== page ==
That's where I found the editing tools. It's the only MOO1 site that shows up on the first page of a websearch on Master of Orion. There are a few more scattered in there on the back pages, but none are active nor nearly as helpful as that one. I also got a PDF copy of the game manual there, which was helpful.
He even has a complete copy of the game available for download, not sure if that's legal or not, I'd assume not.
Technically, you're probably right. However, supposing you wished to do everything 100% on the up and up. How would you go about it? Run down to your local store and buy a copy? No. Search online at Amazon or other retail outlets? No. The game's not for sale any more, hasn't been for years. There is no service or support for it. Neither SimTex nor Microprose (the designer and publisher) exist any more. They have been swallowed, traded, bought and sold, and scattered to the winds, in a series of business deals over the years.
Your only option would be to buy a legally licensed copy from someone else who had bought it. In that case, none of your money will reach the designers or developers. In effect, at the level of a single user or small group of customers like us, those who own the rights to the game no longer have a dog in this race. As Zed said, this game is OLD. It's "out of print".
If the game's owners were ever to make more money off of it, it would come through a remake or sequel. I'd certainly pay for a remake! Another so-called "sequel" that is sequel in name only... I've been down that road twice now, and would be leery of being suckered a third time.
Let's be clear, I do not support piracy. As one who makes a living off of the creation of intellectual property, piracy and other forms of theft are a hot button. And yet, there is more to a piece of work than making money off of it. You won't find many writers who would object to their books and articles being archived in public libraries and checked out at no cost. There are limits on the duration of patents and copyrights. For copyrights, the length is quite long, but shorter for patents. In the case of this game, the operating system it was written for and the hardware pieces it was designed around are also off the market. The copyright owners have not allowed for a means to sell new copies. The market for them is dead.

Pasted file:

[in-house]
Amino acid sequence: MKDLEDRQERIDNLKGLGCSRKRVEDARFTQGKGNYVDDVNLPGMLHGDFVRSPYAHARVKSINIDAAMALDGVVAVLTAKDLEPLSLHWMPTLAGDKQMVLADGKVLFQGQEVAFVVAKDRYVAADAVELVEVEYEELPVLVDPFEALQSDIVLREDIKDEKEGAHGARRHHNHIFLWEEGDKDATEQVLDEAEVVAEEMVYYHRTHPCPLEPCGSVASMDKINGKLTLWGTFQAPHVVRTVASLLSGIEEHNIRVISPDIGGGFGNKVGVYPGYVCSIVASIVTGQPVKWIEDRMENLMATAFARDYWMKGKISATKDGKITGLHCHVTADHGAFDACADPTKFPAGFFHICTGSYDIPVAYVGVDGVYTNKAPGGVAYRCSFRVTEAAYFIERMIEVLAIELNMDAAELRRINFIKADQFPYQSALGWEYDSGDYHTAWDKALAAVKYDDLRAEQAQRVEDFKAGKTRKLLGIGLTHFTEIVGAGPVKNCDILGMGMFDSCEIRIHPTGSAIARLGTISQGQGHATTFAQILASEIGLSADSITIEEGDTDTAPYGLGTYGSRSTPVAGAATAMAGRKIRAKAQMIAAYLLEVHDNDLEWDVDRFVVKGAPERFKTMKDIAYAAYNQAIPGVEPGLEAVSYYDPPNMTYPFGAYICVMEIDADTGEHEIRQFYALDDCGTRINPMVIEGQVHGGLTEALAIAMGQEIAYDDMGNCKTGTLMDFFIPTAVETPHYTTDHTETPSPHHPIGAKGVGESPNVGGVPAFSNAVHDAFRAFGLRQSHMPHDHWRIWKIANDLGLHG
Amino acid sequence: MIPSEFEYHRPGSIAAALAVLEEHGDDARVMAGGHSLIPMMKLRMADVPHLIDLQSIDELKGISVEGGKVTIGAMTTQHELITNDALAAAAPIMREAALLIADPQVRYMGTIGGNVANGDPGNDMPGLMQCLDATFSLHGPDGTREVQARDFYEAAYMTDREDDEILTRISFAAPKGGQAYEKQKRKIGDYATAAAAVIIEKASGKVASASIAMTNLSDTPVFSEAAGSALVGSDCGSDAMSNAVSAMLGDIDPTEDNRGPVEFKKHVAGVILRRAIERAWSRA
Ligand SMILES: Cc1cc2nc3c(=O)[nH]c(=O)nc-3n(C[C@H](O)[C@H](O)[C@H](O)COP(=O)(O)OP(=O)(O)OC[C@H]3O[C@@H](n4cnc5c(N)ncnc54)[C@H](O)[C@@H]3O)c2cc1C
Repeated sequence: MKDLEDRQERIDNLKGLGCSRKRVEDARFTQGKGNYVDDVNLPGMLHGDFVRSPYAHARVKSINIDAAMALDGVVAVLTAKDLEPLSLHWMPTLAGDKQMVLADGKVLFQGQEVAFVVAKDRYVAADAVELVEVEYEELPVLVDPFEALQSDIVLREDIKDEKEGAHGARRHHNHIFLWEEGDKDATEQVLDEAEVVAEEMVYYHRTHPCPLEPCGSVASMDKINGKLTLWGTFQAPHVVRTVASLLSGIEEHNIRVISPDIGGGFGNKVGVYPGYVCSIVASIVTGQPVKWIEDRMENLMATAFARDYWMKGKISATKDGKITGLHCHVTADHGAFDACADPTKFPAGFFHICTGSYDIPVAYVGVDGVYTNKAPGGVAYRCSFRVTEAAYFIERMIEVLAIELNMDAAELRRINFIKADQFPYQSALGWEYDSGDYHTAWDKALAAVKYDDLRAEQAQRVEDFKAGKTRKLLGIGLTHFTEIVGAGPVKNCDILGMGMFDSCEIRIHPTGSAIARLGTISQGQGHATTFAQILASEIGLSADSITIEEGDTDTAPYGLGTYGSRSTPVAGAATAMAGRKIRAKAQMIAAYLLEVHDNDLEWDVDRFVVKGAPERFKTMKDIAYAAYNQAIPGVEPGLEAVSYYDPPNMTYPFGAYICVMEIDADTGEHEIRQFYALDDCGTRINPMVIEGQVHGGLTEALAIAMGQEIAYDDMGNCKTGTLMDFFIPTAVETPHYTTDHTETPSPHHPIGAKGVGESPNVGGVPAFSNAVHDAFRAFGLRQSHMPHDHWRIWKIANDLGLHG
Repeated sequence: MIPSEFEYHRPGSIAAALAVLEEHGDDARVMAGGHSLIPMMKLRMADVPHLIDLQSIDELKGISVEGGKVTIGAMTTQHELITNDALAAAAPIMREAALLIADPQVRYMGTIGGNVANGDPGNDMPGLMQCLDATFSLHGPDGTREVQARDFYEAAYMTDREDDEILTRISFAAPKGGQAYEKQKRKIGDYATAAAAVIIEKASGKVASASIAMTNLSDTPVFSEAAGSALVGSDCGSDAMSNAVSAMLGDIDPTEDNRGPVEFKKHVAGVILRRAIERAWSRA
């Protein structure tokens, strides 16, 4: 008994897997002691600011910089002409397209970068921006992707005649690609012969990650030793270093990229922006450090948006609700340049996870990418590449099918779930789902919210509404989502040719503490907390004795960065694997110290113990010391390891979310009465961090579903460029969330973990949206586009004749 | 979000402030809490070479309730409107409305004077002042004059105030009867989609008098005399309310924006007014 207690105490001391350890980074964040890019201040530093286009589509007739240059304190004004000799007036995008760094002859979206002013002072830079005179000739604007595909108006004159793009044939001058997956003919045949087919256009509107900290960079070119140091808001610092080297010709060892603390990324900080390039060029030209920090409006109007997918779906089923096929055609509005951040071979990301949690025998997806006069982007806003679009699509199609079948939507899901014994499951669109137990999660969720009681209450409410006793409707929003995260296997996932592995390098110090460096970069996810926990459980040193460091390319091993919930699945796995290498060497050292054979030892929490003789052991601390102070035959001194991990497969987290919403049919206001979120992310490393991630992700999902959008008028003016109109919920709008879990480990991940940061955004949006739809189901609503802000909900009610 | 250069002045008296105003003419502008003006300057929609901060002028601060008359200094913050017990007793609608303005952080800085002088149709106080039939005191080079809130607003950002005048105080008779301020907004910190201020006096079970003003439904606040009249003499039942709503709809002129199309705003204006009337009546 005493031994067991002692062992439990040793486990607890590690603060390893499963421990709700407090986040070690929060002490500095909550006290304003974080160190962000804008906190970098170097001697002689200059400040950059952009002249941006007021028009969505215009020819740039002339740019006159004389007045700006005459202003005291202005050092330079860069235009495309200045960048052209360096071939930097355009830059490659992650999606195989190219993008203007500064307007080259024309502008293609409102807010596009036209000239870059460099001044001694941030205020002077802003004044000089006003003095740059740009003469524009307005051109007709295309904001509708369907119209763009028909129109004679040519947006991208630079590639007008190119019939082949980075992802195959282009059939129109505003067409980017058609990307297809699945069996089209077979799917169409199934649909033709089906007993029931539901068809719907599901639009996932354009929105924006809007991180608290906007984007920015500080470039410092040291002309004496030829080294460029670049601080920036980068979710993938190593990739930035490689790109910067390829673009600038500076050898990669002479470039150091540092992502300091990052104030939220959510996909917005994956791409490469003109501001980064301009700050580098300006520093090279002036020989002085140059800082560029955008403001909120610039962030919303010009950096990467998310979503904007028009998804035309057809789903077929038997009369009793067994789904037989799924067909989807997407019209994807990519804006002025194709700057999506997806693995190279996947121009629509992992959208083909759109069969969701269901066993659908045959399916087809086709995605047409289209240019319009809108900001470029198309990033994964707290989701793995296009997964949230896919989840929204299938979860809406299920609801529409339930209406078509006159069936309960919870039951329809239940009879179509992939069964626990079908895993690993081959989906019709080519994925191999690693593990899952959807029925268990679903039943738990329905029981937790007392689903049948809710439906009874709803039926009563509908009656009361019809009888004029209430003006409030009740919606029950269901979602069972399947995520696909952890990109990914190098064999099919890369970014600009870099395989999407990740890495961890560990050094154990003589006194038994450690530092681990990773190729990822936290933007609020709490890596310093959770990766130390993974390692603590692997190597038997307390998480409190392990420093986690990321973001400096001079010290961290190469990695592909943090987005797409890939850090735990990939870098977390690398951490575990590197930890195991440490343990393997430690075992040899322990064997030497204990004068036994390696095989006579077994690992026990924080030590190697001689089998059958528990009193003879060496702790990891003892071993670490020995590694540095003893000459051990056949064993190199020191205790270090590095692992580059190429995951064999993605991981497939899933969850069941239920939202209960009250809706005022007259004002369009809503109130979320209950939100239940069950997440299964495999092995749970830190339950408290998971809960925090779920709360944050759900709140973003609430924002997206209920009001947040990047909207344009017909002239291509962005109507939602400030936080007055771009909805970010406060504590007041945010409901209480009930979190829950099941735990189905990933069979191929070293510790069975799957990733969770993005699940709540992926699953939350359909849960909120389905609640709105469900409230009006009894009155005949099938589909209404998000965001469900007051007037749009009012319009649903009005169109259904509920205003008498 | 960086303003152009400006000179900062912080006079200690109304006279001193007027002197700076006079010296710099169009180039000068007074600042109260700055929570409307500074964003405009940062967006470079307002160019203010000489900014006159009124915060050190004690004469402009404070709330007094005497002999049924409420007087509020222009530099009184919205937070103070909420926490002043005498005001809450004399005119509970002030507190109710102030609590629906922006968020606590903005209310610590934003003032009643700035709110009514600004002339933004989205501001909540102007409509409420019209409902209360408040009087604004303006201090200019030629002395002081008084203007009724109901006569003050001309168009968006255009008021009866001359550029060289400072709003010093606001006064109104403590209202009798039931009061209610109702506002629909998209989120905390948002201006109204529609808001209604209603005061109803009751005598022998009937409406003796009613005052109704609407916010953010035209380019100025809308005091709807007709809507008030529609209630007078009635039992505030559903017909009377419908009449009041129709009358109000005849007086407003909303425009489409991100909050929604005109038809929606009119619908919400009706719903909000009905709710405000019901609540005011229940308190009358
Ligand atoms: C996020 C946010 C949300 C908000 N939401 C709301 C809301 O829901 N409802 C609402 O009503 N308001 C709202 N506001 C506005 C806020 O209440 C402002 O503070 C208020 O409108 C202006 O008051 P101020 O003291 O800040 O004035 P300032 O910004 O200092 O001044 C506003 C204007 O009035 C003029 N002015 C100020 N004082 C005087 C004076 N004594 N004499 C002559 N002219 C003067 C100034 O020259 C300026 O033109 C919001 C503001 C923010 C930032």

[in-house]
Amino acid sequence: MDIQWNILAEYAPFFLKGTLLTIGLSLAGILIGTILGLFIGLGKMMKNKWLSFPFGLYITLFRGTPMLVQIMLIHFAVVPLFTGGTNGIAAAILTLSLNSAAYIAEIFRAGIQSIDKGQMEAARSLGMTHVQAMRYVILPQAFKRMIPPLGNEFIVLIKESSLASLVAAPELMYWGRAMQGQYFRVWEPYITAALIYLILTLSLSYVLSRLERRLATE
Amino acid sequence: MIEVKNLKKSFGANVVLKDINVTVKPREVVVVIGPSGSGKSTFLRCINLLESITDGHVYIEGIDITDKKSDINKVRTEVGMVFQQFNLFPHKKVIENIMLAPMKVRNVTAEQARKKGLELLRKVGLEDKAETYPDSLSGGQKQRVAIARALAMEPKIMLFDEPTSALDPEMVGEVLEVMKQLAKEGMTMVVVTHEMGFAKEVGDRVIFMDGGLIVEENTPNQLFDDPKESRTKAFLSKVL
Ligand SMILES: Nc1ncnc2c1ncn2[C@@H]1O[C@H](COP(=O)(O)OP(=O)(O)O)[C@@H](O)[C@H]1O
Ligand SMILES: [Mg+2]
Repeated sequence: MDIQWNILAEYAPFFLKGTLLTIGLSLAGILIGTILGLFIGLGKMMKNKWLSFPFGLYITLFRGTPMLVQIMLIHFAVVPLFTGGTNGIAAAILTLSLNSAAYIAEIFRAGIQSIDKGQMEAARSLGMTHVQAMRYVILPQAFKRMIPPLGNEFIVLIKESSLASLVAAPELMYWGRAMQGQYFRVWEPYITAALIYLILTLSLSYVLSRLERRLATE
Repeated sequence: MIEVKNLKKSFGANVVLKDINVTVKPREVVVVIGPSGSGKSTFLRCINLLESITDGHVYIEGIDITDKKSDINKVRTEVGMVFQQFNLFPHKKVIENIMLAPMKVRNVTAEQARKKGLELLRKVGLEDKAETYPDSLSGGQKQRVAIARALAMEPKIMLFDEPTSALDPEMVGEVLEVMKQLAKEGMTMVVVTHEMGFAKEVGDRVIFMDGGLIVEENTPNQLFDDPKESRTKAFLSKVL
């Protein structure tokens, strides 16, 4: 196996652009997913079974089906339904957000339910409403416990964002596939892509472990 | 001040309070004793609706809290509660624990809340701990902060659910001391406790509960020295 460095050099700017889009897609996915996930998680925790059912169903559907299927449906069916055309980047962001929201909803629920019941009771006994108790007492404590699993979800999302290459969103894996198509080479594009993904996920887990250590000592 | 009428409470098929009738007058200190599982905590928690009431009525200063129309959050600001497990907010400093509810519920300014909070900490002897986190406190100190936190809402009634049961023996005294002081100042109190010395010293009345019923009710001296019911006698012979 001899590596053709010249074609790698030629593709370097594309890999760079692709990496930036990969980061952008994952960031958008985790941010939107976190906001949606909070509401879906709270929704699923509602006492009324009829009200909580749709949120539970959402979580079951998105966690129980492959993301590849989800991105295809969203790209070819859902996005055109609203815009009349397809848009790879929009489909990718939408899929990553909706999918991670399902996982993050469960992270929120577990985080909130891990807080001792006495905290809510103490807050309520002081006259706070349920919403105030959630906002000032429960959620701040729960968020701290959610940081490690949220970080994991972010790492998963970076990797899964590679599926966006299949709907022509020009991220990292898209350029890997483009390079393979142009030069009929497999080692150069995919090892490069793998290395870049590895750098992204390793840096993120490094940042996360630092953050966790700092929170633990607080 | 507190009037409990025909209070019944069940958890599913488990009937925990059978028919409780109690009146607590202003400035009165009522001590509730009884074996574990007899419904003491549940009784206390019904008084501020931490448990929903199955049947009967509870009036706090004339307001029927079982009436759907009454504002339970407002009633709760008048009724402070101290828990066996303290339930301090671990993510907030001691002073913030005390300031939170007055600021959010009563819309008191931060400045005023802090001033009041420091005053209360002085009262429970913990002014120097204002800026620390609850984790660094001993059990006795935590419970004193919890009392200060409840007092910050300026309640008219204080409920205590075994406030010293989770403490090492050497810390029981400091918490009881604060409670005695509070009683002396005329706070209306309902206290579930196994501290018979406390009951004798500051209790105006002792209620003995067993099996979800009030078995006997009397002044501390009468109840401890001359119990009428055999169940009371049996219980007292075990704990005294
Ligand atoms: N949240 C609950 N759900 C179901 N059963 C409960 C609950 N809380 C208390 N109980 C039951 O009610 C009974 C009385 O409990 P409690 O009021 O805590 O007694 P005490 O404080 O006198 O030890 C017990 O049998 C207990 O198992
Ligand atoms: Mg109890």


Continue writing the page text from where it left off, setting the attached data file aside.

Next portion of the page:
I personally own two legit copies of the game. As with your floppy copy, my floppy copy is dead and gone, but I have a CD copy as well, which I got in a bundle when I bought Xcom 1 and 2 about six years ago, when they were making the last of their money off of the tail end of the market for this product.
In most cases, what is right and what is legal coincide. In this instance, I think the line has blurred a bit by now. Folks can make up their own minds on this one. I don't see a whole lot of point debating it, when none of the options could put money into the hands of those who created the game. Players interested in giving the game a try should just go ahead and do so. Then, if they like it and feel compelled to cover the legal bases, they can try to find somebody selling a copy on Ebay. Otherwise, I wouldn't worry about this issue for now. If something comes up and this situation or our understanding of it changes, we can take appropriate measures at that time.
For goodness sake, the whole game is less than five megs. That's smaller than many patches for games nowadays.
You kind of jumped the gun a tad here, though. I intend to offer a complete package of information, options and instructions for those who don't have the game but would be interested in giving it a try. Now rather than being able to present that in an entirely orderly fashion, we've jumped ahead and probably made it more confusing. Arg. I hope that doesn't put anybody off.